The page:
The Bottle Garden analog studio cultivates unique music

New technology just isn’t as inspiring for musicians as it used to be. Vinyl made its comeback and now tape is being rediscovered as a way to record music.

In a basement in Mile End, Montreal bands are shunning digital and cutting tape instead

The Bottle Garden analog recording studio in the Mile End neighborhood was created over a period of eight years by members of the critically-acclaimed band Freelove Fenner. 1:23

New technology just isn't as inspiring for musicians as it used to be.   

Vinyl made its comeback and now tape is being rediscovered as a way to record music.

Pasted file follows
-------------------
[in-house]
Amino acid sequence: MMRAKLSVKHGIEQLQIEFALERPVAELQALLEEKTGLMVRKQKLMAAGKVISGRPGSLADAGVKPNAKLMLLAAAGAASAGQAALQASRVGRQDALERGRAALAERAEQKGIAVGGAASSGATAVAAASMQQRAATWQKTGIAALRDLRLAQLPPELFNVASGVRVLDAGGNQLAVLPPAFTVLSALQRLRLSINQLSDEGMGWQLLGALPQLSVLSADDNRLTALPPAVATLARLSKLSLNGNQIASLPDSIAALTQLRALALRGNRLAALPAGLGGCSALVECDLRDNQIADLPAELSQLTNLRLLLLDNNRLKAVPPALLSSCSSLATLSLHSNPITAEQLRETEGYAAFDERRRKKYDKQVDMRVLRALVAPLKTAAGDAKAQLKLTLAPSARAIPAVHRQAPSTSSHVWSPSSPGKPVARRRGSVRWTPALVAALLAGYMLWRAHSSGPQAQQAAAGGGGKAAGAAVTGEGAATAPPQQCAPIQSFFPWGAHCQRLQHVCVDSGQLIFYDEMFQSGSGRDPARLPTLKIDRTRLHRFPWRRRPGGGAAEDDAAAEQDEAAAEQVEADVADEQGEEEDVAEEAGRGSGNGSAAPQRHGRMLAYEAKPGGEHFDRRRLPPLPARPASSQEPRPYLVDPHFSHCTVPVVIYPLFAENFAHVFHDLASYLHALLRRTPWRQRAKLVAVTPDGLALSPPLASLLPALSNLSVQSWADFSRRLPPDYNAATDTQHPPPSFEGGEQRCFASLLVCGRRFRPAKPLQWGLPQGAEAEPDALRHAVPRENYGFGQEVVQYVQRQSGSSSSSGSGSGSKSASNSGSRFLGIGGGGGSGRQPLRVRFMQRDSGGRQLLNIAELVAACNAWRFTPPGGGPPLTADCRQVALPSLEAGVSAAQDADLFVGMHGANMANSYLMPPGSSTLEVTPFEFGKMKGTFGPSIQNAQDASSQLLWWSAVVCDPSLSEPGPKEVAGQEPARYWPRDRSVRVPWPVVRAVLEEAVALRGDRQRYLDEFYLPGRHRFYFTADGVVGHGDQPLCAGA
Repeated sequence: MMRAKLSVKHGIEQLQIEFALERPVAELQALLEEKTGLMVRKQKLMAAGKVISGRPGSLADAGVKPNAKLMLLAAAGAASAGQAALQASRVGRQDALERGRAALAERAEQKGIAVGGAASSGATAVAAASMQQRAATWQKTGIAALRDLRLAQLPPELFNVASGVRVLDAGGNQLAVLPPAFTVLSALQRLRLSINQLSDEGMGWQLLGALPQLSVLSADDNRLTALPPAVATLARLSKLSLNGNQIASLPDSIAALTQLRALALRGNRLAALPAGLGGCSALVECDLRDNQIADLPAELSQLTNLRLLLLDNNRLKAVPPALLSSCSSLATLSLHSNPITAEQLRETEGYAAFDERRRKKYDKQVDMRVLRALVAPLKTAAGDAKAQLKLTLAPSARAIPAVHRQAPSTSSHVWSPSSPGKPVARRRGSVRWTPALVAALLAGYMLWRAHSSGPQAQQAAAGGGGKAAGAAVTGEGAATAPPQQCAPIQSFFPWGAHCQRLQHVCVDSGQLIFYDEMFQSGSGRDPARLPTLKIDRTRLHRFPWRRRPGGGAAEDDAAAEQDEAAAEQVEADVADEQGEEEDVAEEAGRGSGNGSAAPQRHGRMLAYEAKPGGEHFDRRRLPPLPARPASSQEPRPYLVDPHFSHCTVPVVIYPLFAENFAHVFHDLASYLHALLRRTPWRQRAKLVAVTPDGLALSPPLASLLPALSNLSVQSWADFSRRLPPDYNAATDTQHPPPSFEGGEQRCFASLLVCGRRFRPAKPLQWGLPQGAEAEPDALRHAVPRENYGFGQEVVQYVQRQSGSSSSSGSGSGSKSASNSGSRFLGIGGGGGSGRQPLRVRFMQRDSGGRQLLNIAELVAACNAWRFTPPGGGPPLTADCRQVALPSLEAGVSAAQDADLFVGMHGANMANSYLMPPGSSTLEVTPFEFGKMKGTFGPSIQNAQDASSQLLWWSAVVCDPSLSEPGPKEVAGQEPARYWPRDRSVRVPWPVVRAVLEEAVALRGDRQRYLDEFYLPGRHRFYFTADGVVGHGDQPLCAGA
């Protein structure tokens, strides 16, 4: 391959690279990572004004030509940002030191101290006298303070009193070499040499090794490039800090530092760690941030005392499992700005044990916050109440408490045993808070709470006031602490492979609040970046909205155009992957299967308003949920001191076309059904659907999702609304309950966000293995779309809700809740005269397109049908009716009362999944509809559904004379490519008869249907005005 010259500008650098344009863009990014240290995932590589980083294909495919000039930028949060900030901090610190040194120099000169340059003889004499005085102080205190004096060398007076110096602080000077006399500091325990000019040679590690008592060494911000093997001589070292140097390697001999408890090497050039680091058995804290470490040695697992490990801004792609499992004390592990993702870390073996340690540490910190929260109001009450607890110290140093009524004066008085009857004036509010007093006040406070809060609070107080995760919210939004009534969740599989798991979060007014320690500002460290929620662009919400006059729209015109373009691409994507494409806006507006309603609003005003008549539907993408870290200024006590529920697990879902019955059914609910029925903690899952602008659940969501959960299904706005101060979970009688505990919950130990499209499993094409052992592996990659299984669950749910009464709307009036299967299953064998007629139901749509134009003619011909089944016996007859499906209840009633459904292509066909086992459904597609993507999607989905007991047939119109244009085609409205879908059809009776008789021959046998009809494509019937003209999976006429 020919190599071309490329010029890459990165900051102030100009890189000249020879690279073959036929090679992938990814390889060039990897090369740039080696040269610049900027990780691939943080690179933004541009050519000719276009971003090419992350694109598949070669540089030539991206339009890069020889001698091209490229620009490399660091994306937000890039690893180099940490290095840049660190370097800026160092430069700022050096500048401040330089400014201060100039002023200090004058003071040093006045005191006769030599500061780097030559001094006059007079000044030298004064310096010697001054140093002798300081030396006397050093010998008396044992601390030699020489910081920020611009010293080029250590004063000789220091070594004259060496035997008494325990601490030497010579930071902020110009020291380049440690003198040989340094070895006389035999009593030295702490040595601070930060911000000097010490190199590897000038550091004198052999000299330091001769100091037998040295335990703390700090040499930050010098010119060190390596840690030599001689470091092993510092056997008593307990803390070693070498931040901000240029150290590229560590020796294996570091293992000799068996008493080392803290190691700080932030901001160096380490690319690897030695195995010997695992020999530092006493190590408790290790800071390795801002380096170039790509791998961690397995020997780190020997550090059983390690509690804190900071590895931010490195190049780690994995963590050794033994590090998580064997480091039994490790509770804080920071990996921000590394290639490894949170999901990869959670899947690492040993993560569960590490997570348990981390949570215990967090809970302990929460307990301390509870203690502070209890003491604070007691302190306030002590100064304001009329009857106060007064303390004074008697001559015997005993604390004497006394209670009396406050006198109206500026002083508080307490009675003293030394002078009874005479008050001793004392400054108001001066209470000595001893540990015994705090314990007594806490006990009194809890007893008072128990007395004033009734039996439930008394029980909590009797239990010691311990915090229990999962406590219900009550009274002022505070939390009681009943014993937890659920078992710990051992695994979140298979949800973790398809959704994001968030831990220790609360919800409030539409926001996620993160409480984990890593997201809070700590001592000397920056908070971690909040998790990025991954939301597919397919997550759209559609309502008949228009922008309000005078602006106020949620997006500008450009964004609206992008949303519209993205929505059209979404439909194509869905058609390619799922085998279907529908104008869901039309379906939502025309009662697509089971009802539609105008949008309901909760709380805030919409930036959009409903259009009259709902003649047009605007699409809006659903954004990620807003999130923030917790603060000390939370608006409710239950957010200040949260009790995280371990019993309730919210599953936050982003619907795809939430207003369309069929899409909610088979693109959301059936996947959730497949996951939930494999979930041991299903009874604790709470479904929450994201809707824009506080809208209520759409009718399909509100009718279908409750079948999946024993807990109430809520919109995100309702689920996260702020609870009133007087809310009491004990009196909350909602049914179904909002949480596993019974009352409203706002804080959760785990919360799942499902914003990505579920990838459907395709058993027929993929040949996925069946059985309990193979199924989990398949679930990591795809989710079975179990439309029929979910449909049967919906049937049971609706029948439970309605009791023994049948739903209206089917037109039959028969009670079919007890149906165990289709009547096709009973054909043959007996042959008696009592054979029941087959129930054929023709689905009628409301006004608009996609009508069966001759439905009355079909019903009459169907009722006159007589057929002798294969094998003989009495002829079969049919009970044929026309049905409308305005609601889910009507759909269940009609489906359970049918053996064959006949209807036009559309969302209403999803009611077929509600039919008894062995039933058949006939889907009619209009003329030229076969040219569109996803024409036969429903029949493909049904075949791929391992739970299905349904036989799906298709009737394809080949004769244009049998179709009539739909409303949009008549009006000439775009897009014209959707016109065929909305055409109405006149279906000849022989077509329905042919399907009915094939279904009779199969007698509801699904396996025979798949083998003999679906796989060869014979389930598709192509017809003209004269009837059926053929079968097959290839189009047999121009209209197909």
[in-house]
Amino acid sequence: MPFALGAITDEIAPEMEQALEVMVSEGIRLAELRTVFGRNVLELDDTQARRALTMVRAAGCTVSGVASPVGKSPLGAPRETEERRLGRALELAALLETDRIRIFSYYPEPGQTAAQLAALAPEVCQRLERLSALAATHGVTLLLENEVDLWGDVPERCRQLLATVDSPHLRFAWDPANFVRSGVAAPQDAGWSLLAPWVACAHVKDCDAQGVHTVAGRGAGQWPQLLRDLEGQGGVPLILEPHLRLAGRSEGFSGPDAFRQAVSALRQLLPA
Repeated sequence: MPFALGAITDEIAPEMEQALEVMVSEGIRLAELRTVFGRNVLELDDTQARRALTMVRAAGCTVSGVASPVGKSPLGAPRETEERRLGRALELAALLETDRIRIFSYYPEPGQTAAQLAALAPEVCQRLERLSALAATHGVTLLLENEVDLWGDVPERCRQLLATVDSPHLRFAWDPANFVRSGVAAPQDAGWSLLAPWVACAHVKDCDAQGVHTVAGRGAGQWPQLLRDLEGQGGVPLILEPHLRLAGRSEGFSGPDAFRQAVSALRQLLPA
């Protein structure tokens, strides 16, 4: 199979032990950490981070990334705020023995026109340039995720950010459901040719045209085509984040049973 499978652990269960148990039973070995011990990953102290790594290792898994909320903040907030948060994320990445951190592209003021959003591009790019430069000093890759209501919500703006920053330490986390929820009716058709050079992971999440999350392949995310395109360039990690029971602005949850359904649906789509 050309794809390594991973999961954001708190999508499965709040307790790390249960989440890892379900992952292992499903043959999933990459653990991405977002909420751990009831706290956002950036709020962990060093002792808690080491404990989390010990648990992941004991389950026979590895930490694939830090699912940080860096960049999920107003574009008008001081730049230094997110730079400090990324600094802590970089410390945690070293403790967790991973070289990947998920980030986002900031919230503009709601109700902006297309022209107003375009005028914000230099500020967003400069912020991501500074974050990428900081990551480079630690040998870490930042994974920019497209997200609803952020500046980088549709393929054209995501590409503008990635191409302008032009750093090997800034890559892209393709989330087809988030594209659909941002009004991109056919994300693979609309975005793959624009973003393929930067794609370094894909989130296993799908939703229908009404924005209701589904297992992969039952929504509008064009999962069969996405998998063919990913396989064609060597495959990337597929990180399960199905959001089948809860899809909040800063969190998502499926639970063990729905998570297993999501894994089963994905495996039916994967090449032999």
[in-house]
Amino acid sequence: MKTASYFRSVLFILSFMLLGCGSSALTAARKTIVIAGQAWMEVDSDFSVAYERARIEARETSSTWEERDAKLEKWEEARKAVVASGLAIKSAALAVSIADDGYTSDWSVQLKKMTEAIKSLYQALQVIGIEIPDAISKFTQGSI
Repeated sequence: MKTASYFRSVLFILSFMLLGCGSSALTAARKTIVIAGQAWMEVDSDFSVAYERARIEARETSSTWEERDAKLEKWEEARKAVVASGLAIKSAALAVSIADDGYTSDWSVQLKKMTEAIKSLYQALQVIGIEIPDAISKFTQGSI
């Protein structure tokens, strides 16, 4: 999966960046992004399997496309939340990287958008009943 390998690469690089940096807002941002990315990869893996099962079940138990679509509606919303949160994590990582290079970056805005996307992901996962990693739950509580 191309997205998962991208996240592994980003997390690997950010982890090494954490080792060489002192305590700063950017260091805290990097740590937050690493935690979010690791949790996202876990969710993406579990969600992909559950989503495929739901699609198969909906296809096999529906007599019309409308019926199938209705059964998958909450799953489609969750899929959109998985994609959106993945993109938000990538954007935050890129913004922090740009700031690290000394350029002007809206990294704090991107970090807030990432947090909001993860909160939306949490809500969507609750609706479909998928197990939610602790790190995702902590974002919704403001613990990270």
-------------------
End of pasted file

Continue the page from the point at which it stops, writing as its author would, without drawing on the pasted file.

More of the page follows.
The Bottle Garden analog recording studio in the Mile End neighbourhood was created over a period of eight years by members of the critically-acclaimed band Freelove Fenner.

"The sound is different," The Bottle Garden's Peter Woodford said.

"And tape costs money so you have to be decisive. You can't make unlimited tracks."

They built a lot of the equipment in their basement studio by hand.

Members of Freelove Fenner join Jeanette Kelly on Cinq à Six this weekend. (Tessa Smith )
 Woodford said most musicians are used to digital recording where the options are endless, which makes the decisions daunting.

But he added that neither digital nor tape recording is necessarily better than the other.

As for the tape used to record, Woodford said it isn't in short supply just yet. There are still two manufacturers in the world — one in the U.S. and one in France.

The Bottle Garden studio's Caitlin Loney and Peter Woodford join Jeanette Kelly on Cinq à Six Saturday, March 26, at 5:05 p.m. on CBC Radio One. 

With files from Cinq à Six